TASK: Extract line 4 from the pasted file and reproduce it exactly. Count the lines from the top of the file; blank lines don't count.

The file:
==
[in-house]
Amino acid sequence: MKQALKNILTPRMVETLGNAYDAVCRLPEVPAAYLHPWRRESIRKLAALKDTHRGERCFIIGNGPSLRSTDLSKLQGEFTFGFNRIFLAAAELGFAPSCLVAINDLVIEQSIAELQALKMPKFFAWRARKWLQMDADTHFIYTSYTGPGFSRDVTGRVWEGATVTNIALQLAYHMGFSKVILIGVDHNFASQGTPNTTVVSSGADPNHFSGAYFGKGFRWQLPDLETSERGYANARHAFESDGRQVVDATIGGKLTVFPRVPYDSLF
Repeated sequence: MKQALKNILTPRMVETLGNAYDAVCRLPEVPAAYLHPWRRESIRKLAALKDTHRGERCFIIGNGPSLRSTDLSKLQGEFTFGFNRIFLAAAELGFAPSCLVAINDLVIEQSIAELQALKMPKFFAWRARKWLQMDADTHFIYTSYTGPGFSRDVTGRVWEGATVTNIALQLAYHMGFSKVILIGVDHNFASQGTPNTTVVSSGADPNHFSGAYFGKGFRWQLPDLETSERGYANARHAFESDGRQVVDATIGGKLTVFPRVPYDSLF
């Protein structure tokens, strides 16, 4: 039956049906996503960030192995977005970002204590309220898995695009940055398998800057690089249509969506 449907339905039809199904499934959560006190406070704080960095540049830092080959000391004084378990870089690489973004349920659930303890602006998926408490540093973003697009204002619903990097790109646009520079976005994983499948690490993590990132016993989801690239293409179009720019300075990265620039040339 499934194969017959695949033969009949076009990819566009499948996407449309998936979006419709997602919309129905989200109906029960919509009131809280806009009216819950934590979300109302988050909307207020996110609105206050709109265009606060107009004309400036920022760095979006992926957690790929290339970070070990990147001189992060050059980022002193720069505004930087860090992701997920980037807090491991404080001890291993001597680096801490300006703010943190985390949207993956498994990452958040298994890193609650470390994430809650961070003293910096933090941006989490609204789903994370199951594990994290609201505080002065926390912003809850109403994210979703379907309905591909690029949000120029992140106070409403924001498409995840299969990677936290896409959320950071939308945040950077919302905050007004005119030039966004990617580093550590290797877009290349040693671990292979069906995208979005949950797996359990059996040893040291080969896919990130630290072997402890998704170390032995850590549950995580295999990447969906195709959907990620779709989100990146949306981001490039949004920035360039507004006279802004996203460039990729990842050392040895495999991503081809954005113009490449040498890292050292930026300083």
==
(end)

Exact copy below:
């Protein structure tokens, strides 16, 4: 039956049906996503960030192995977005970002204590309220898995695009940055398998800057690089249509969506 449907339905039809199904499934959560006190406070704080960095540049830092080959000391004084378990870089690489973004349920659930303890602006998926408490540093973003697009204002619903990097790109646009520079976005994983499948690490993590990132016993989801690239293409179009720019300075990265620039040339 499934194969017959695949033969009949076009990819566009499948996407449309998936979006419709997602919309129905989200109906029960919509009131809280806009009216819950934590979300109302988050909307207020996110609105206050709109265009606060107009004309400036920022760095979006992926957690790929290339970070070990990147001189992060050059980022002193720069505004930087860090992701997920980037807090491991404080001890291993001597680096801490300006703010943190985390949207993956498994990452958040298994890193609650470390994430809650961070003293910096933090941006989490609204789903994370199951594990994290609201505080002065926390912003809850109403994210979703379907309905591909690029949000120029992140106070409403924001498409995840299969990677936290896409959320950071939308945040950077919302905050007004005119030039966004990617580093550590290797877009290349040693671990292979069906995208979005949950797996359990059996040893040291080969896919990130630290072997402890998704170390032995850590549950995580295999990447969906195709959907990620779709989100990146949306981001490039949004920035360039507004006279802004996203460039990729990842050392040895495999991503081809954005113009490449040498890292050292930026300083």